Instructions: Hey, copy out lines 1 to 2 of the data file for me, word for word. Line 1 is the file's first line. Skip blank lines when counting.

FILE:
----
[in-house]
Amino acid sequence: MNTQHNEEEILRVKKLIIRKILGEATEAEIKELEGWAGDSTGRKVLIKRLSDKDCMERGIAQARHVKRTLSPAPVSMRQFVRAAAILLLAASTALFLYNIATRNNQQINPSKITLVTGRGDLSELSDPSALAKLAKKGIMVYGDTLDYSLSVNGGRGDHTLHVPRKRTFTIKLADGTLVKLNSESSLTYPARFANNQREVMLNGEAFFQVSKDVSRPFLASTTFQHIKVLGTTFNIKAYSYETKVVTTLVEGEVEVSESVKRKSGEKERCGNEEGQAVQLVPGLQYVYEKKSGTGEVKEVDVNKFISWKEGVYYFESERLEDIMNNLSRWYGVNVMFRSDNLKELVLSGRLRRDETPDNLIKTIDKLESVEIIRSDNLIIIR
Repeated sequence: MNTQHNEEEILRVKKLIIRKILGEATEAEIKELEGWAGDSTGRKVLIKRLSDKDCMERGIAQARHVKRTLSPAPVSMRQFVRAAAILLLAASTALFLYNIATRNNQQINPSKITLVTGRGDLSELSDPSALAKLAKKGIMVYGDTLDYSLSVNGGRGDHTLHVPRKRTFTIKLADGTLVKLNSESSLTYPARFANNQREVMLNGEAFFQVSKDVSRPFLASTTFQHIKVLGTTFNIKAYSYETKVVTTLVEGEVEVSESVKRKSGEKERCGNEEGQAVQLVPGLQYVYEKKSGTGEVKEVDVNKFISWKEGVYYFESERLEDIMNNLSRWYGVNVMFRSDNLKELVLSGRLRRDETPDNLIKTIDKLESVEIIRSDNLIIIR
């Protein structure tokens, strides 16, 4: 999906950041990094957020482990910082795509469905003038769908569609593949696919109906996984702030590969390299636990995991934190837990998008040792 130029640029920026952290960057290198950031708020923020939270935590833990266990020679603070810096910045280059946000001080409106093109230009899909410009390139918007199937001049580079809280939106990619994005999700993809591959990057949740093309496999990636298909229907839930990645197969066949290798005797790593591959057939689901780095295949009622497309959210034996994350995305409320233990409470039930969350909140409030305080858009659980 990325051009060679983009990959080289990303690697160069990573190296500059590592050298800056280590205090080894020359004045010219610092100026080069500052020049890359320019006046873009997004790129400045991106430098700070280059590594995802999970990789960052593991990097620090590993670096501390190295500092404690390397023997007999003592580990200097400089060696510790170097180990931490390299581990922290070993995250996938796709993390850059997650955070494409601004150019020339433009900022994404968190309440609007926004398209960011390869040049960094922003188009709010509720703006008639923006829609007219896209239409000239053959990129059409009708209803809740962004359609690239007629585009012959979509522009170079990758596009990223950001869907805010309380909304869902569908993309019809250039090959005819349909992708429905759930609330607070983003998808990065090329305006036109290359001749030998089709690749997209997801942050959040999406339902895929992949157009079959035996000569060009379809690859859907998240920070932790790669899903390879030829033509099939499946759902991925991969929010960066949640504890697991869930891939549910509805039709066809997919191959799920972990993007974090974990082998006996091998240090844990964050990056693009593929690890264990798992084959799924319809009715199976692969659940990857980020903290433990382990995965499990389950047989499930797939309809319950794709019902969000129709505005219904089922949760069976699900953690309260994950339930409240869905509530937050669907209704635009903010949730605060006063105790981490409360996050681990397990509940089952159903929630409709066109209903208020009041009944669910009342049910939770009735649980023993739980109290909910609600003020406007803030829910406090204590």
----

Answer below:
[in-house]
Amino acid sequence: MNTQHNEEEILRVKKLIIRKILGEATEAEIKELEGWAGDSTGRKVLIKRLSDKDCMERGIAQARHVKRTLSPAPVSMRQFVRAAAILLLAASTALFLYNIATRNNQQINPSKITLVTGRGDLSELSDPSALAKLAKKGIMVYGDTLDYSLSVNGGRGDHTLHVPRKRTFTIKLADGTLVKLNSESSLTYPARFANNQREVMLNGEAFFQVSKDVSRPFLASTTFQHIKVLGTTFNIKAYSYETKVVTTLVEGEVEVSESVKRKSGEKERCGNEEGQAVQLVPGLQYVYEKKSGTGEVKEVDVNKFISWKEGVYYFESERLEDIMNNLSRWYGVNVMFRSDNLKELVLSGRLRRDETPDNLIKTIDKLESVEIIRSDNLIIIR